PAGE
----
June 2, 2019 by Paul Goldsmith
A citizens assembly on Brexit could provide a way out of the current crisis by bringing people together to recommend a Brexit that would actually work for everyone.
Of the many mistakes Theresa May made as Prime Minister, one of the biggest was to pretend the referendum hadn’t been won by a small minority, and therefore a way needed to accommodate the concerns of the 48% who had voted Remain. If that had happened, it is far more likely we would have left the EU by now.
Leavers console themselves by pretending that they would have been ignored if they had got 48%. This is convenient pie in the sky. That result would have triggered a massive public reckoning of why it had been so close. It would also have been possible to implement some policy changes within EU rules to address some of the concerns that had got that 48% Leave vote – for instance Belgium’s immigration rules.
Instead, we got a 52-48 result with no plans for the radical change that entailed and incomplete instructions from the electorate. A sensible leader would not be threatening violence if they don’t get their way now, or threatening the massive self-harm of no deal. Instead, they would be suggesting a way to get Brexit through.
Which is why we should take much more seriously than we have so far Rory Stewart’s suggestion on BBC Question Time that some form of citizens assembly should be convened to find the nearest thing we can to a Brexit that works for as many people as possible.
I would go as far as saying that it David Cameron had had any inkling that there would be a Leave vote in his referendum, he might have, as part of planning for it, used the recommendations from a citizens assembly as the basis for how we might have left. He didn’t, and we are where we are.
The example of the citizens assembly used before the Abortion referendum is instructive as to how a citizens assembly can work.
It was made up of three groups, randomly selected: 33% people who were pro-abortion, 33% against, and 33% politicians. The inclusion of the latter group is important, because the Assembly’s recommendations have to be adopted by Parliament, and that is more likely to happen if politicians are on board from the start.
The way the citizens assembly worked Ireland was that they listened first to experts and interest groups coming from all sides of the argument. Then they spent time deliberating, with a facilitator. The idea of this was that both sides could air their concerns and try to come to some sort of agreement on what they could both accept. This dialogue increased the understanding each side had about where the other was coming from. Then from those deliberations some recommendations were made.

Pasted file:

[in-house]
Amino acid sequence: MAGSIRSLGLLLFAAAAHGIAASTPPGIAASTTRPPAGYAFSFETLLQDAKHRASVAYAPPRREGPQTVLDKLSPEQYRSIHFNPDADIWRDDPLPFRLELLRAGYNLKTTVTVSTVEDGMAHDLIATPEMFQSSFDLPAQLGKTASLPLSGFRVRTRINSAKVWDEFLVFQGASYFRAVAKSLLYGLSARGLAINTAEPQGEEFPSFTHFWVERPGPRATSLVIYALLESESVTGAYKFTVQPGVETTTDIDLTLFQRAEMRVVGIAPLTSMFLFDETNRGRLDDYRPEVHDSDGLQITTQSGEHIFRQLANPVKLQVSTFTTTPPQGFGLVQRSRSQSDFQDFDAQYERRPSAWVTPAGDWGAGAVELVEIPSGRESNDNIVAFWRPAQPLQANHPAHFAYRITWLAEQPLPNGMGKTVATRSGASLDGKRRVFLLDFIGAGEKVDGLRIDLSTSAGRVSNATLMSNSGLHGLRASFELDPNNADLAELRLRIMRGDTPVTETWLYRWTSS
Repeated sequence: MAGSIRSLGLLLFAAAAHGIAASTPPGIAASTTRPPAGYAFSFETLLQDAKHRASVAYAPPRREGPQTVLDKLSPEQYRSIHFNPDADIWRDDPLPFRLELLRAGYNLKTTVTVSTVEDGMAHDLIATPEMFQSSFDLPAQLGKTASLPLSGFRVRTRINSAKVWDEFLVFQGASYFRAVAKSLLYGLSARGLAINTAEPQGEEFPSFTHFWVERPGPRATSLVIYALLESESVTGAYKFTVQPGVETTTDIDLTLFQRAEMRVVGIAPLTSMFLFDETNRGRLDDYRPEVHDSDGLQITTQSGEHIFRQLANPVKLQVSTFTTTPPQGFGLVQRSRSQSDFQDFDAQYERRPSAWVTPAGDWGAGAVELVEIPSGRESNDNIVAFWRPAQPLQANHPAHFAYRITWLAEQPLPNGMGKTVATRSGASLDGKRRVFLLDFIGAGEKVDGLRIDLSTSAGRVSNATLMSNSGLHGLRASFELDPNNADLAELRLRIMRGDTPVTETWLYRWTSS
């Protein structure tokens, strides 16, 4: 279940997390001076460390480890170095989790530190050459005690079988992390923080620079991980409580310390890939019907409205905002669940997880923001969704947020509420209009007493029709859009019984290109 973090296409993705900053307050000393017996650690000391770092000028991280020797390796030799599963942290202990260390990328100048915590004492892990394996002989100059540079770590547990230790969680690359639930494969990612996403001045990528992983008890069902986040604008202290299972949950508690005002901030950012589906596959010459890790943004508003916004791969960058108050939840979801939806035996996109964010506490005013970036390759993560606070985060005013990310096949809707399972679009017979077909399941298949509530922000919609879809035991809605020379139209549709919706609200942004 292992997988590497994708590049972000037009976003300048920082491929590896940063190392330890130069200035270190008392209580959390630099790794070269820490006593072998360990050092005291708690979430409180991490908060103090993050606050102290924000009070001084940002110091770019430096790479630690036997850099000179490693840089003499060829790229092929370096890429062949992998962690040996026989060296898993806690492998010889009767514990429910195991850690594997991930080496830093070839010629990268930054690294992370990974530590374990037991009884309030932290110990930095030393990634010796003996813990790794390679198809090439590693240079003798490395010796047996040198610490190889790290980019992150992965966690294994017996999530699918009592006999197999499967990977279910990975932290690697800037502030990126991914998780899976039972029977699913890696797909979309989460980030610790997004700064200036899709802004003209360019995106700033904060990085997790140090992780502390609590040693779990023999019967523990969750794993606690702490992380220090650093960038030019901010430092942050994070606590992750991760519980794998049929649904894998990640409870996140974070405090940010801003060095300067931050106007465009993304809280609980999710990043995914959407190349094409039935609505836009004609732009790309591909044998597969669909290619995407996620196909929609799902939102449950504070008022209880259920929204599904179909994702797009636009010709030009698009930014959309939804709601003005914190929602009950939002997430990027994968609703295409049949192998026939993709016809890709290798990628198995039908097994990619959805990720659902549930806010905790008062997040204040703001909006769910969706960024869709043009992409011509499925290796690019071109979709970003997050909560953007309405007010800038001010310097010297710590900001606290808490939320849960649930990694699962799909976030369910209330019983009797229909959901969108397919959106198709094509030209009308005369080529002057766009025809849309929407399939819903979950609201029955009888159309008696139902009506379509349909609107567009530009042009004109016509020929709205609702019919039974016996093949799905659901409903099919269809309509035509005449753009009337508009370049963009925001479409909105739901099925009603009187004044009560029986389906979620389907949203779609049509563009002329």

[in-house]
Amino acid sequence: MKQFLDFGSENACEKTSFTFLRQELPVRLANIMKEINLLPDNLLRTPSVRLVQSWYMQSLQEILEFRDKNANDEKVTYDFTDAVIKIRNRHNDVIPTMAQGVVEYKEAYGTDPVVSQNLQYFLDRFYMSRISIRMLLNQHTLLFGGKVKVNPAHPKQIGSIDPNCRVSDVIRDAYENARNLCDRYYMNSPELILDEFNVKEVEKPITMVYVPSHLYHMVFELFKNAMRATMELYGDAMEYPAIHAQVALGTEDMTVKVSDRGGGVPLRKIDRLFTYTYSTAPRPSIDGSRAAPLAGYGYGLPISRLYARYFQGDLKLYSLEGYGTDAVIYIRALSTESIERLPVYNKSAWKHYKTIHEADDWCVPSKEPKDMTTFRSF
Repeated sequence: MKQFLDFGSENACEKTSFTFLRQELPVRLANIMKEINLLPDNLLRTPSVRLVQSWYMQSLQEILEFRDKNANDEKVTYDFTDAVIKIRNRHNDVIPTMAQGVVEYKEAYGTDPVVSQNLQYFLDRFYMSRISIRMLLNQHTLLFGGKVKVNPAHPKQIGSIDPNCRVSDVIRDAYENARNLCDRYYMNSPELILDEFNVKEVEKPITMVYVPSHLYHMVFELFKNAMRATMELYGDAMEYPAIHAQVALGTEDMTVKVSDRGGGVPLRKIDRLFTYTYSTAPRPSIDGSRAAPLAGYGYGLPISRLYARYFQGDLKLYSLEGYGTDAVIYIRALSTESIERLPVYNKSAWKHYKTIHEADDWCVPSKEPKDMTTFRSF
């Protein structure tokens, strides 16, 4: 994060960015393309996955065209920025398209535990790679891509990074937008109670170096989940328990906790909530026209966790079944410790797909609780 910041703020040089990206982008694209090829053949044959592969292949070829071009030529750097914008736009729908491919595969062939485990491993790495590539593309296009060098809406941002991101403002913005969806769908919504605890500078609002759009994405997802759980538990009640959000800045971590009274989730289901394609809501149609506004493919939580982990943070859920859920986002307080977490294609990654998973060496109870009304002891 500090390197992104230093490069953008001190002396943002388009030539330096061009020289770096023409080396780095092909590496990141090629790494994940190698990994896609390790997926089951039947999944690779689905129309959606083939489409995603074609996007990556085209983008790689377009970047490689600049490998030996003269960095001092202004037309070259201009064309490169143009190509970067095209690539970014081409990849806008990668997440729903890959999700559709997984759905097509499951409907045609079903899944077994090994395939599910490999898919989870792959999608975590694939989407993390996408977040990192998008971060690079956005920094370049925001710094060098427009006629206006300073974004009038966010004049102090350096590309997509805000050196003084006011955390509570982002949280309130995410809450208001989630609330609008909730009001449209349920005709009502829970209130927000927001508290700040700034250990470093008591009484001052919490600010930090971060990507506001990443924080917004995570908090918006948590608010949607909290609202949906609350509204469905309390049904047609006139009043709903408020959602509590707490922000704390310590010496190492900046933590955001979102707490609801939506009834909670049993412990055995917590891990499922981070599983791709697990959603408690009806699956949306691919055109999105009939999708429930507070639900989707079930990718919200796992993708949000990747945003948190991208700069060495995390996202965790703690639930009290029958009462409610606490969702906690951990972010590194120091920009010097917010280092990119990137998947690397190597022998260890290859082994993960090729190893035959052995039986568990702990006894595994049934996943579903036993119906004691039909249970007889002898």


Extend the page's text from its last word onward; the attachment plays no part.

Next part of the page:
This produced the legislation that the Abortion referendum would be voting on. Like with Brexit, it could never just be Yes or No, but what would Yes (or No in the case of Brexit) look like.
The recommendations go to Parliament and can be adopted, amended or ignored. But they have considerable legitimacy and therefore in the case of the abortion referendum were almost wholly adopted.
This meant that the electorate actually knew what they were voting for. The No campaign couldn’t pretend that babies were going to be murdered, as through the deliberations it had been agreed what the maximum term was.
In exit polls, 66% of voters in the referendum were aware of the input of the Citizens Assembly. They also were aware of the efforts made to maintain balance in the expert and interest group presentations and the make up of the people there.
Compare this to the 2016 Brexit Referendum. When Dominic Cummings saw that David Cameron was not presenting a white paper or anything on what Leave would look like, he realised that his campaign were legally free to say that Leave meant whatever they wanted to.
Imagine what a citizens assembly could have achieved before the EU referendum if their terms of reference had been to agree what Leave would look like? Although Cameron’s Government would have been under no obligation to use that as a basis for their planning, at least the public would have had something to go from. Instead, nothing.
This leads us back to Rory Stewart’s idea of using a Citizens Assembly. Right now, we have two sides – the Brexiteers and the People’s vote side, both of whom are unwilling to compromise on what they want. The Brexiteers feel they have no need to compromise as they ‘won’. However, their win was non-binding, by a small majority, and gave incomplete instructions to the Government to carry out.
During the learning phase of a Citizens Assembly a balance of experts and interest groups can present both sides of the arguments on trade, on migration, on sovereignty for instance. The deliberation stage can then try and find a method of Brexit and other policies that get closest to meeting the aspirations of Brexiteers whilst mitigating the fears of Remainers. Then they produce a report which could be voted on by Parliament.
Those at the extremes of both sides will insist this won’t work. But they have no realistic ideas about what will work in reality. There was no vote for No Deal and there are many problems with revoking or voting again. Have they got any better ideas than Rory Stewart? I mean actual better ideas that might actually work and provide a solution other than the current slide to ‘civil war’?